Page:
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Chapter 4 - Risk and Rates of Return

Ó 2005, Pearson Prentice Hall

Chapter 6 Objectives

- Inflation and rates of return
- How to measure risk
- (variance, standard deviation, beta)
- How to reduce risk
- (diversification)
- How to price risk
- (security market line, Capital Asset Pricing

Model)

Inflation, Rates of Return, and the Fisher Effect

Interest Rates

Conceptually

Interest Rates

Interest Rates

Interest Rates

Interest Rates

Interest Rates

Interest Rates

Interest Rates

Interest Rates

Interest Rates

- Suppose the real rate is 3, and the nominal rate

is 8. What is the inflation rate premium? - (1 krf) (1 k) (1 IRP)
- (1.08) (1.03) (1 IRP)
- (1 IRP) (1.0485), so
- IRP 4.85

Term Structure of Interest Rates

- The pattern of rates of return for debt

securities that differ only in the length of time

to maturity.

Term Structure of Interest Rates

- The pattern of rates of return for debt

securities that differ only in the length of time

to maturity.

Term Structure of Interest Rates

- The pattern of rates of return for debt

securities that differ only in the length of time

to maturity.

Term Structure of Interest Rates

- The yield curve may be downward sloping or

inverted if rates are expected to fall.

Term Structure of Interest Rates

- The yield curve may be downward sloping or

inverted if rates are expected to fall.

For a Treasury security, what is the required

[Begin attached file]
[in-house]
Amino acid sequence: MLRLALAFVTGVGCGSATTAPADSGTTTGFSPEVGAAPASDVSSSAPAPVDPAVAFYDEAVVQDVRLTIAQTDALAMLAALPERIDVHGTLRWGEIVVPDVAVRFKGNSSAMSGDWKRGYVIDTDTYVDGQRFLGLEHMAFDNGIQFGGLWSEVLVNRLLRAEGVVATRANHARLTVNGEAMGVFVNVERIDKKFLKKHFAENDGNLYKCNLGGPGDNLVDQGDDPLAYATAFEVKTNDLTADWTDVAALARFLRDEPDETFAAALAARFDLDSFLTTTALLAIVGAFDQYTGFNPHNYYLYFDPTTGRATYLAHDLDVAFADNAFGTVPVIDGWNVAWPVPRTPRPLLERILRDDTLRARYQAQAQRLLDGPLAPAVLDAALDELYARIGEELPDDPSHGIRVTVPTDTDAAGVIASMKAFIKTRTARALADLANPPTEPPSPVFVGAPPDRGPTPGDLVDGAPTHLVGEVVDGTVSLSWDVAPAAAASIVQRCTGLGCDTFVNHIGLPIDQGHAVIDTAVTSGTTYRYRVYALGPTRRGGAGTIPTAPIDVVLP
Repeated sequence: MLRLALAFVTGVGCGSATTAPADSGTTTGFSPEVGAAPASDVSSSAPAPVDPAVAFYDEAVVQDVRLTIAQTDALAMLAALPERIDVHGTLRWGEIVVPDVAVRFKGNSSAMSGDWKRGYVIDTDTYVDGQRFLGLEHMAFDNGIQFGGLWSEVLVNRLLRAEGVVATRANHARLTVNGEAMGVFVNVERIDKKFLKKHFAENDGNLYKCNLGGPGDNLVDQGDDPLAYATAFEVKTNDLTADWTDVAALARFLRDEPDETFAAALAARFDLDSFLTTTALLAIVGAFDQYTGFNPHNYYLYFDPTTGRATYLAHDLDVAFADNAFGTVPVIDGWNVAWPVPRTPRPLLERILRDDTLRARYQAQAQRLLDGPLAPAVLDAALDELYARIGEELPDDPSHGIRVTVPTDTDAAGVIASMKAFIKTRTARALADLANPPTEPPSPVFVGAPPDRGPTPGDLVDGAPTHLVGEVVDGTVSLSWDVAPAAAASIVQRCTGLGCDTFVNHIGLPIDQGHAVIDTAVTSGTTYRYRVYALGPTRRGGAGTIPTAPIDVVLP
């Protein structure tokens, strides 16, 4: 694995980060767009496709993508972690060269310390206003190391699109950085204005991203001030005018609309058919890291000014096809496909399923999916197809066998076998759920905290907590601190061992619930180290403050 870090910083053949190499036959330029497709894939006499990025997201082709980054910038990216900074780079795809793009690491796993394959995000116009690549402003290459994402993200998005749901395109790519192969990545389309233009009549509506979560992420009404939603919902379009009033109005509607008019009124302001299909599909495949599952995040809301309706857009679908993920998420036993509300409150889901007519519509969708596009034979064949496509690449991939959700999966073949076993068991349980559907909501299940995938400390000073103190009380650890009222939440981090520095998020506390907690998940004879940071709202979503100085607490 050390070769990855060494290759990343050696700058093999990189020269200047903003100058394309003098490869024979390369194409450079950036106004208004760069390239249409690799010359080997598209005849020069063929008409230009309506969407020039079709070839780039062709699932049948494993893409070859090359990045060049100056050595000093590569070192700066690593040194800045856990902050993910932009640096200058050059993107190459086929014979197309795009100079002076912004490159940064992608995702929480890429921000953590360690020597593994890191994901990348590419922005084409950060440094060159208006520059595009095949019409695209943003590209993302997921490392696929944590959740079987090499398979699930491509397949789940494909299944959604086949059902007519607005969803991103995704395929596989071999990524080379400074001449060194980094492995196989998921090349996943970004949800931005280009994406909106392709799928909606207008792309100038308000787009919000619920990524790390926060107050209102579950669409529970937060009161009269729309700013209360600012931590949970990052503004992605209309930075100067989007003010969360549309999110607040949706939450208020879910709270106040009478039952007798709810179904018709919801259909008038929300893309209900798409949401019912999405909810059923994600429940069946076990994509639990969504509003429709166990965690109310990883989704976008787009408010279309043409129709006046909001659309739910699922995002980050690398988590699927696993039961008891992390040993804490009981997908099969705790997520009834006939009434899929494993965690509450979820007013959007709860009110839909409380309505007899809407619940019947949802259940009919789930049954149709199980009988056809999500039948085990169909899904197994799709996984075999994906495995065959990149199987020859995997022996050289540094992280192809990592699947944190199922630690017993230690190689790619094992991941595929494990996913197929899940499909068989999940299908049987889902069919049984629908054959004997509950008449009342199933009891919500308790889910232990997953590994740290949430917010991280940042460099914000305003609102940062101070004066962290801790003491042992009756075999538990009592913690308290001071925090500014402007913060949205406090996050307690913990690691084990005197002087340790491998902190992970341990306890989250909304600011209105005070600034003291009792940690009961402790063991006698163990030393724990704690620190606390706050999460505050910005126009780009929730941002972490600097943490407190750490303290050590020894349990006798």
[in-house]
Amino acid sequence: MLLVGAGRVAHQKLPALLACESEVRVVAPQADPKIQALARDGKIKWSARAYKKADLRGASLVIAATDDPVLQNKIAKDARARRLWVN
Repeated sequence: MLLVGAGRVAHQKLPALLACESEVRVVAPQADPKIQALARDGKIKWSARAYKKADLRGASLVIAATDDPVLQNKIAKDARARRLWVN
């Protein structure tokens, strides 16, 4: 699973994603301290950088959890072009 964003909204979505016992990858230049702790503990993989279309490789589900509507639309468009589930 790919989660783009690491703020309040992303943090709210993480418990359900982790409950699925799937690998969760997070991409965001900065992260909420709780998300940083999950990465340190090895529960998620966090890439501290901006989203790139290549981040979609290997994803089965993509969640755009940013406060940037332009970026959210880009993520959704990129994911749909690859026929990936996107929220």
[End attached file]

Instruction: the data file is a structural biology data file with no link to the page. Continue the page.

rate of return?

For a Treasury security, what is the required

rate of return?

For a Treasury security, what is the required

rate of return?

- Since Treasuries are essentially free of default

risk, the rate of return on a Treasury security

is considered the risk-free rate of return.

For a corporate stock or bond, what is the

required rate of return?

For a corporate stock or bond, what is the

required rate of return?

For a corporate stock or bond, what is the

required rate of return?

For a corporate stock or bond, what is the

required rate of return?

- How large of a risk premium should we require to

buy a corporate security?

Returns

- Expected Return - the return that an investor

expects to earn on an asset, given its price,

growth potential, etc. - Required Return - the return that an investor

requires on an asset given its risk and market

interest rates.

Expected Return

- State of Probability Return
- Economy (P) Orl. Utility

Orl. Tech - Recession .20 4